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Innovative mouse models for functional genomics in immunology

Final Activity Report Summary - IMDEMI (Innovative mouse models for functional genomics in immunology)

It becomes clear for an increasing number of diseases that chronic inflammation contributes substantially to the pathogenesis. The inflammatory process is controlled by the immune system which, under normal conditions, protects against infectious diseases. Therefore, better understanding of the pathogenicity of an immune response is required for the development of an effective therapy for many different diseases.

In the functional analysis of human diseases and the role of the immune system therein, mouse models proved to be very informative. Recent developments improved these mouse models considerably, not only on the level of genetic modification, e.g. conditional Knockout (KO) mice, but also in phenotypic analysis, e.g. in vivo imaging. On the other hand, the number of time and labour-consuming steps required for the generation of these models was substantially increased, as was the risk that the models would not fulfil the relevant high expectations at the end. Moreover, combinations of various transgenic and KO mouse strains were usually required to unravel only one particular aspect of a disease process. Therefore, progress in understanding human diseases would substantially accelerate by improving the efficacy and success rate of the generation of genetically modified mouse models and their phenotypic analysis in the context of a coherent research network.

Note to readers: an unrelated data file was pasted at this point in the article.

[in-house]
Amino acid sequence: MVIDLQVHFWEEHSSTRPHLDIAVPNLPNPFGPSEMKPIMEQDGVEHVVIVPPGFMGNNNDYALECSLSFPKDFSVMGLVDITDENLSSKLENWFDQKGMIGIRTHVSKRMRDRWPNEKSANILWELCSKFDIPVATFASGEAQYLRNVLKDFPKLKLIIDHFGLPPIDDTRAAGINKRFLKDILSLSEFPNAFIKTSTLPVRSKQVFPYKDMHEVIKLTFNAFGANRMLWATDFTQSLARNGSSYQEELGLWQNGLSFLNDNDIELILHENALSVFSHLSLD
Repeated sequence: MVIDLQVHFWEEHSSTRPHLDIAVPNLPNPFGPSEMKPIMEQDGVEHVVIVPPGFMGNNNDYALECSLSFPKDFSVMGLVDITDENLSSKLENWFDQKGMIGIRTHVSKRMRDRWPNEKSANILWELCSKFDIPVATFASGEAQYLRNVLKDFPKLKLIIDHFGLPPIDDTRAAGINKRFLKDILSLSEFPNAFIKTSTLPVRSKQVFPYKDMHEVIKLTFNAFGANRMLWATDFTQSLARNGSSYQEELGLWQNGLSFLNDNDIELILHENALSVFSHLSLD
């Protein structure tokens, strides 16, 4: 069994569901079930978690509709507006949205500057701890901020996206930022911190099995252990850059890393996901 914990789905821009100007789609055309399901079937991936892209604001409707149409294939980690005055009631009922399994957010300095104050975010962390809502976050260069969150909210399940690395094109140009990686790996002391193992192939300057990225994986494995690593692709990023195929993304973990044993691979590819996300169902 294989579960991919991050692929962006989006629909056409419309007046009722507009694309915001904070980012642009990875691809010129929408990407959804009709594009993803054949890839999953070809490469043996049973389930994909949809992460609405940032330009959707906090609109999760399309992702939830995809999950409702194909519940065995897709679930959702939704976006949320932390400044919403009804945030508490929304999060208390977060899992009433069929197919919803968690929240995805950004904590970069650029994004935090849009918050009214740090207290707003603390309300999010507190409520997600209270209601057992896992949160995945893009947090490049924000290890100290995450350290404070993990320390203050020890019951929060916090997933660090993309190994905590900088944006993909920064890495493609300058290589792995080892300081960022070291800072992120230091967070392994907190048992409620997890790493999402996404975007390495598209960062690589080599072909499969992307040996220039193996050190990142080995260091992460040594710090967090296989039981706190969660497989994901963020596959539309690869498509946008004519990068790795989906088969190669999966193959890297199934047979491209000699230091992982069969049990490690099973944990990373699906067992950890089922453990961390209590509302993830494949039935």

The Marie Curie Research Training Network IMDEMI created an optimal scientific and technological environment for the development of novel genetically modified mouse strains, e.g. transgenic and KO mice, and the training of young researchers with an extensive exchange of knowhow, appointed researchers, mice and relevant scientific material. This was feasible through the foundation of a platform of four laboratories with state of the art technology and experience in the generation of innovative mouse models with a focus on immunology, surrounded by eight research groups with state of the art technology and experience in the phenotypic analysis of genetically modified mice and their application in a large variety of human disease models.

As a result, during a four years’ period, the generation of 14 different KO and transgenic mouse strains was completed for genes which play a key role in different aspects of inflammatory processes. Many of these KO and transgenic mouse strains were studied in disease models, such as Inflammatory bowel disease (IBD), arthritis, atherosclerosis, a model for Multiple sclerosis (MS), Systemic lupus erythematosus (SLE), cancer etc., resulting in new insights in the complex role of these target genes in the disease process. At the same time, 26 young researchers, i.e. 17 Early-stage researchers (ESRs) and 9 Experienced researchers (ERs), were extensively trained.

The IMDEMI network provided to the scientific community a cohort of innovative mouse models, e.g. conditional KOs, cell type specific Cre transgenic mice, cell type specific reporter mice, cell ablation models etc., and improved disease models such as IBD or acute lung failure. The network activities attracted the attention of both the Industry and the scientific community, resulting in direct collaborations between network participants and biotech companies and the participation of world leading experts in immunology to IMDEMI network symposia. Most importantly, a group of young researchers obtained a solid basis for a successful career in both academic and industrial research.